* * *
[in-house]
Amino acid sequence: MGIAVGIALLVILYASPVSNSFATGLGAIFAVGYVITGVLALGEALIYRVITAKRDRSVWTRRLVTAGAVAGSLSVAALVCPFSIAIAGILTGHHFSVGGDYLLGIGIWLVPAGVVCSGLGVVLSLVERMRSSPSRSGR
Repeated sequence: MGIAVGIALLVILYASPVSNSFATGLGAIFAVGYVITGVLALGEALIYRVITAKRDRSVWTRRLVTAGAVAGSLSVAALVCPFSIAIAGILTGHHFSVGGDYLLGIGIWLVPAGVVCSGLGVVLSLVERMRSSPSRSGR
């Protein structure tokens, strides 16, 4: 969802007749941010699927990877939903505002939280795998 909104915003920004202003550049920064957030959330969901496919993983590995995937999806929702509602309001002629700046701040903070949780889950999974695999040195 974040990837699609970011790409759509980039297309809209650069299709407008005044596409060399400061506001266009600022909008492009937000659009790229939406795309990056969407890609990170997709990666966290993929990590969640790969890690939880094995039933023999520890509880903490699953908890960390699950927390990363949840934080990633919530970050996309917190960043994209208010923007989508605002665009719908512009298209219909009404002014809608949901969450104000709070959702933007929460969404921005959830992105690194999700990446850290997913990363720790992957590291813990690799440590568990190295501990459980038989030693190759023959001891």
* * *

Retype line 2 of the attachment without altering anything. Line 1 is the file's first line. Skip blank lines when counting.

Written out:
Amino acid sequence: MGIAVGIALLVILYASPVSNSFATGLGAIFAVGYVITGVLALGEALIYRVITAKRDRSVWTRRLVTAGAVAGSLSVAALVCPFSIAIAGILTGHHFSVGGDYLLGIGIWLVPAGVVCSGLGVVLSLVERMRSSPSRSGR